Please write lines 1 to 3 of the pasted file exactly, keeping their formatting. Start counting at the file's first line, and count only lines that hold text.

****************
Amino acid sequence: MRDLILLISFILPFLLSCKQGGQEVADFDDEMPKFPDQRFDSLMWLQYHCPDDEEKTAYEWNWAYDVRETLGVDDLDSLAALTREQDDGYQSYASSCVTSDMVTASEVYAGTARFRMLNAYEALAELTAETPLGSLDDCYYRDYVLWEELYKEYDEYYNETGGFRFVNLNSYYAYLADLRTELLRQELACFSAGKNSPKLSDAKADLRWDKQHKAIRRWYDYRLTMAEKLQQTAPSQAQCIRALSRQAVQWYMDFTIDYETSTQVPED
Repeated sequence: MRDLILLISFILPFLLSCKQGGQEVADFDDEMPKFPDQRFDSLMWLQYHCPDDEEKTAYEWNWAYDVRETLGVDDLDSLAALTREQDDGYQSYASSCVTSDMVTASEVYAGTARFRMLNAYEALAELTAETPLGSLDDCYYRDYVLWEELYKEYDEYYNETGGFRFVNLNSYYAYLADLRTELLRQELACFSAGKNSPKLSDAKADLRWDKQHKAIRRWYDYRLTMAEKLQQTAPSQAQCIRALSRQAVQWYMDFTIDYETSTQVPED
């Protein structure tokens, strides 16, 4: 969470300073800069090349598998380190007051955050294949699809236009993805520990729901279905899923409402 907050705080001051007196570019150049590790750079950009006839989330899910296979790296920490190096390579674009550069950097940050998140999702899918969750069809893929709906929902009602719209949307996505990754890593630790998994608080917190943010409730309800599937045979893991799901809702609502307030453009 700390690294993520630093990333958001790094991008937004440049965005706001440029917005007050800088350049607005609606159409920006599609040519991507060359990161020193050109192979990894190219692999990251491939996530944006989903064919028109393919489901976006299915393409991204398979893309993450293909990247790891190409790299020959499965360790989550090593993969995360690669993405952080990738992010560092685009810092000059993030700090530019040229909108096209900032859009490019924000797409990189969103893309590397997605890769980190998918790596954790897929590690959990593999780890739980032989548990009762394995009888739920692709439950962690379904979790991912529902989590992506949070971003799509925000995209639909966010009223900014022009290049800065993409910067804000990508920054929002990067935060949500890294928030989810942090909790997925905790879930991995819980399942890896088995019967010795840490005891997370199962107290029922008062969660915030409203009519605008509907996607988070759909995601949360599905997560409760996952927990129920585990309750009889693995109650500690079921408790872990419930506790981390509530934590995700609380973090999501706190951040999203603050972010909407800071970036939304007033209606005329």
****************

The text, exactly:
Amino acid sequence: MRDLILLISFILPFLLSCKQGGQEVADFDDEMPKFPDQRFDSLMWLQYHCPDDEEKTAYEWNWAYDVRETLGVDDLDSLAALTREQDDGYQSYASSCVTSDMVTASEVYAGTARFRMLNAYEALAELTAETPLGSLDDCYYRDYVLWEELYKEYDEYYNETGGFRFVNLNSYYAYLADLRTELLRQELACFSAGKNSPKLSDAKADLRWDKQHKAIRRWYDYRLTMAEKLQQTAPSQAQCIRALSRQAVQWYMDFTIDYETSTQVPED
Repeated sequence: MRDLILLISFILPFLLSCKQGGQEVADFDDEMPKFPDQRFDSLMWLQYHCPDDEEKTAYEWNWAYDVRETLGVDDLDSLAALTREQDDGYQSYASSCVTSDMVTASEVYAGTARFRMLNAYEALAELTAETPLGSLDDCYYRDYVLWEELYKEYDEYYNETGGFRFVNLNSYYAYLADLRTELLRQELACFSAGKNSPKLSDAKADLRWDKQHKAIRRWYDYRLTMAEKLQQTAPSQAQCIRALSRQAVQWYMDFTIDYETSTQVPED
């Protein structure tokens, strides 16, 4: 969470300073800069090349598998380190007051955050294949699809236009993805520990729901279905899923409402 907050705080001051007196570019150049590790750079950009006839989330899910296979790296920490190096390579674009550069950097940050998140999702899918969750069809893929709906929902009602719209949307996505990754890593630790998994608080917190943010409730309800599937045979893991799901809702609502307030453009 700390690294993520630093990333958001790094991008937004440049965005706001440029917005007050800088350049607005609606159409920006599609040519991507060359990161020193050109192979990894190219692999990251491939996530944006989903064919028109393919489901976006299915393409991204398979893309993450293909990247790891190409790299020959499965360790989550090593993969995360690669993405952080990738992010560092685009810092000059993030700090530019040229909108096209900032859009490019924000797409990189969103893309590397997605890769980190998918790596954790897929590690959990593999780890739980032989548990009762394995009888739920692709439950962690379904979790991912529902989590992506949070971003799509925000995209639909966010009223900014022009290049800065993409910067804000990508920054929002990067935060949500890294928030989810942090909790997925905790879930991995819980399942890896088995019967010795840490005891997370199962107290029922008062969660915030409203009519605008509907996607988070759909995601949360599905997560409760996952927990129920585990309750009889693995109650500690079921408790872990419930506790981390509530934590995700609380973090999501706190951040999203603050972010909407800071970036939304007033209606005329």